on (which is not necessarily the same as the one in which
       you were compiled):

           sub amethod {
               my $self  = shift;
               my $class = ref($self) || $self;
               warn "called me from a $class object";
           }

       HHooww ccaann II ccoommmmeenntt oouutt aa llaarrggee bblloocckk ooff ppeerrll ccooddee??

       Use embedded POD to discard it:

           # program is here

           =for nobody
           This paragraph is commented out

           # program continues

           =begin comment text

           all of this stuff

           here will be ignored
           by everyone

           =end comment text

           =cut

       This can't go just anywhere.  You have to put a pod
       directive where the parser is expecting a new statement,
       not just in the middle of an expression or some other
       arbitrary yacc grammar production.

       HHooww ddoo II cclleeaarr aa ppaacckkaaggee??

       Use this code, provided by Mark-Jason Dominus:

           sub scrub_package {
               no strict 'refs';
               my $pack = shift;
               die "Shouldn't delete main package"
                   if $pack eq "" || $pack eq "main";
               my $stash = *{$pack . '::'}{HASH};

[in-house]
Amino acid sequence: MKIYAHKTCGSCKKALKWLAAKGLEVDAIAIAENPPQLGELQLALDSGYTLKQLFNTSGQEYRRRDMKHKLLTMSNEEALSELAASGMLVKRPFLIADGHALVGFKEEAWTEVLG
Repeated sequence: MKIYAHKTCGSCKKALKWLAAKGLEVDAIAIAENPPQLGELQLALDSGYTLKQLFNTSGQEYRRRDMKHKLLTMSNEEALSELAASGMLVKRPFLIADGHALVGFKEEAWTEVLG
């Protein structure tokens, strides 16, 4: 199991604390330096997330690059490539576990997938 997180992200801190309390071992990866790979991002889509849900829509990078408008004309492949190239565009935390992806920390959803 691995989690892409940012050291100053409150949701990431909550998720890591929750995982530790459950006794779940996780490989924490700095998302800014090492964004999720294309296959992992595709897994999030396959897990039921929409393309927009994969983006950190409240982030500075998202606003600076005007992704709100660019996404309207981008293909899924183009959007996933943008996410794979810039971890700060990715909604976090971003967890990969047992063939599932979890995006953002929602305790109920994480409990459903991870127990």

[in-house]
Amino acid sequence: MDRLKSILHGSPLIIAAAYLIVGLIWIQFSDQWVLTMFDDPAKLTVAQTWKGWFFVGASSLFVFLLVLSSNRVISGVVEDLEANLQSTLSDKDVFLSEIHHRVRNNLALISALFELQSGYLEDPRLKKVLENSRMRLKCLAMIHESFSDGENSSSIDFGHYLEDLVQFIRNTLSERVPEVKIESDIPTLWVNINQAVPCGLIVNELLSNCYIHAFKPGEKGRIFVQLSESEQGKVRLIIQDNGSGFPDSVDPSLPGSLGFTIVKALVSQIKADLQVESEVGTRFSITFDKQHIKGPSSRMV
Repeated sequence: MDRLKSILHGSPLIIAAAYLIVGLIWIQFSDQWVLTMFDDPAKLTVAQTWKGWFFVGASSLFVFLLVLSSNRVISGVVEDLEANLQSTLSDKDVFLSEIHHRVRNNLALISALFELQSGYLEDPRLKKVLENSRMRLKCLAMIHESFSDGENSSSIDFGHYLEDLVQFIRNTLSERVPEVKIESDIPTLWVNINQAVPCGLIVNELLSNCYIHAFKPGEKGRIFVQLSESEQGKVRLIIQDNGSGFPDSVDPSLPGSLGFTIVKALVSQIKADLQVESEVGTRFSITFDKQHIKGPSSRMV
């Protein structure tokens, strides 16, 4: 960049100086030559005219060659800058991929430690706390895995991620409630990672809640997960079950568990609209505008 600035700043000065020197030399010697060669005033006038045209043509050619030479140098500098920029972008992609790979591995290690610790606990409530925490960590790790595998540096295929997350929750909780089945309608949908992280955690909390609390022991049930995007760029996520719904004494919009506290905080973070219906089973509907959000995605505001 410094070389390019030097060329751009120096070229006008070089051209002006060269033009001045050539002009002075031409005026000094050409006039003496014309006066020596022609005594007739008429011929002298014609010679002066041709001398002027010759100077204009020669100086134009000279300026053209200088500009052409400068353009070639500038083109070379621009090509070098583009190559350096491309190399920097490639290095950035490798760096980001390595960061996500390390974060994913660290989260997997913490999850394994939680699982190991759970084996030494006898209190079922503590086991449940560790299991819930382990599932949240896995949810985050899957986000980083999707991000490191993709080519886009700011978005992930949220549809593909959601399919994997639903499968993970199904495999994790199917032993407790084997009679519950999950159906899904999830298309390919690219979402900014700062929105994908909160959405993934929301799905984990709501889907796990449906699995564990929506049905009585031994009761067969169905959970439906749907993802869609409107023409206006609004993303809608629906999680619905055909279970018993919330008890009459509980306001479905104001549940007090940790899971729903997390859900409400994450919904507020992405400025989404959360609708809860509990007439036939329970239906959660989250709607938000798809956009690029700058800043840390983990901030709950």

my $name;
               foreach $name (keys %$stash) {
                   my $fullname = $pack . '::' . $name;
                   # Get rid of everything with that name.
                   undef $$fullname;
                   undef @$fullname;
                   undef %$fullname;
                   undef &$fullname;
                   undef *$fullname;
               }
           }

       Or, if you're using a recent release of Perl, you can just
       use the Symbol::delete_package() function instead.

AAUUTTHHOORR AANNDD CCOOPPYYRRIIGGHHTT
       Copyright (c) 1997-1999 Tom Christiansen and Nathan
       Torkington.  All rights reserved.

       When included as part of the Standard Version of Perl, or
       as part of its complete documentation whether printed or
       otherwise, this work may be distributed only under the
       terms of Perl's Artistic Licence.  Any distribution of
       this file or derivatives thereof outside of that package
       require that special arrangements be made with copyright
       holder.

       Irrespective of its distribution, all code examples in
       this file are hereby placed into the public domain.  You
       are permitted and encouraged to use this code in your own
       programs for fun or for profit as you see fit.  A simple
       comment in the code giving credit would be courteous but
       is not required.

27/Mar/1999            perl 5.005, patch 03                     1